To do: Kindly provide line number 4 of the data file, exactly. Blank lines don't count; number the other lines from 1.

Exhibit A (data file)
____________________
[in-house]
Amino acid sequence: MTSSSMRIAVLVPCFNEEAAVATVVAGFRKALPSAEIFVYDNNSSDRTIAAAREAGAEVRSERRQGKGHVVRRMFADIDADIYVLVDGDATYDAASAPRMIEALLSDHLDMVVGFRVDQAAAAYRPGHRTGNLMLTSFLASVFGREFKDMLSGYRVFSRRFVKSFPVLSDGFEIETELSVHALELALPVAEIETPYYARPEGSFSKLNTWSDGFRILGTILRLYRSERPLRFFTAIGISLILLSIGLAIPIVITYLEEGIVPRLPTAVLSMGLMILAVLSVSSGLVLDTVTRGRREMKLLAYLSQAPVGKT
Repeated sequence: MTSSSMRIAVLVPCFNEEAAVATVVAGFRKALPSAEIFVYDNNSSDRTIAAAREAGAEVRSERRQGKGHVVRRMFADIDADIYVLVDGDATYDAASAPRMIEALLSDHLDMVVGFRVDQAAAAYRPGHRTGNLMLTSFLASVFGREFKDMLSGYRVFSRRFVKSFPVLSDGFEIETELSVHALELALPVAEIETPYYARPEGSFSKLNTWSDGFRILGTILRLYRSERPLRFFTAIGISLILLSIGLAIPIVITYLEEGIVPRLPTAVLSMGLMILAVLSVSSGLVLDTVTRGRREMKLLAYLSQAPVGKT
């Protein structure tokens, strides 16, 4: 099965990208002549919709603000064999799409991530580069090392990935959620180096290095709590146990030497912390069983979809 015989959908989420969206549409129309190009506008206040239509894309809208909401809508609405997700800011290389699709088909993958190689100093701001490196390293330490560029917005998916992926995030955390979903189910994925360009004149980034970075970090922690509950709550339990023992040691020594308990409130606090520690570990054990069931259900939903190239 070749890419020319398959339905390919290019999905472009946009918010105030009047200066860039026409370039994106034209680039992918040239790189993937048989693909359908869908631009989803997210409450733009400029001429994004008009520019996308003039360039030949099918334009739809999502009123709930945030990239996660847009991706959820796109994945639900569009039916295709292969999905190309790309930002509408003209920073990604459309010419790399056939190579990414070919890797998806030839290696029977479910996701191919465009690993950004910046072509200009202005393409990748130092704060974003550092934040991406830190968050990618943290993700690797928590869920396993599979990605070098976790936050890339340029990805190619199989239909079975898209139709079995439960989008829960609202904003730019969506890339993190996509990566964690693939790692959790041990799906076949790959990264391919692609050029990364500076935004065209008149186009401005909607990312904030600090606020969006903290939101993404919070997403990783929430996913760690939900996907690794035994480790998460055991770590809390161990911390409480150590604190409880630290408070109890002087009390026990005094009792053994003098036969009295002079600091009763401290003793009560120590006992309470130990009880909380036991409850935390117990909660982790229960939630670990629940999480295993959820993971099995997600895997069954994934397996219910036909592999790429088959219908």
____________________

């Protein structure tokens, strides 16, 4: 099965990208002549919709603000064999799409991530580069090392990935959620180096290095709590146990030497912390069983979809 015989959908989420969206549409129309190009506008206040239509894309809208909401809508609405997700800011290389699709088909993958190689100093701001490196390293330490560029917005998916992926995030955390979903189910994925360009004149980034970075970090922690509950709550339990023992040691020594308990409130606090520690570990054990069931259900939903190239 070749890419020319398959339905390919290019999905472009946009918010105030009047200066860039026409370039994106034209680039992918040239790189993937048989693909359908869908631009989803997210409450733009400029001429994004008009520019996308003039360039030949099918334009739809999502009123709930945030990239996660847009991706959820796109994945639900569009039916295709292969999905190309790309930002509408003209920073990604459309010419790399056939190579990414070919890797998806030839290696029977479910996701191919465009690993950004910046072509200009202005393409990748130092704060974003550092934040991406830190968050990618943290993700690797928590869920396993599979990605070098976790936050890339340029990805190619199989239909079975898209139709079995439960989008829960609202904003730019969506890339993190996509990566964690693939790692959790041990799906076949790959990264391919692609050029990364500076935004065209008149186009401005909607990312904030600090606020969006903290939101993404919070997403990783929430996913760690939900996907690794035994480790998460055991770590809390161990911390409480150590604190409880630290408070109890002087009390026990005094009792053994003098036969009295002079600091009763401290003793009560120590006992309470130990009880909380036991409850935390117990909660982790229960939630670990629940999480295993959820993971099995997600895997069954994934397996219910036909592999790429088959219908």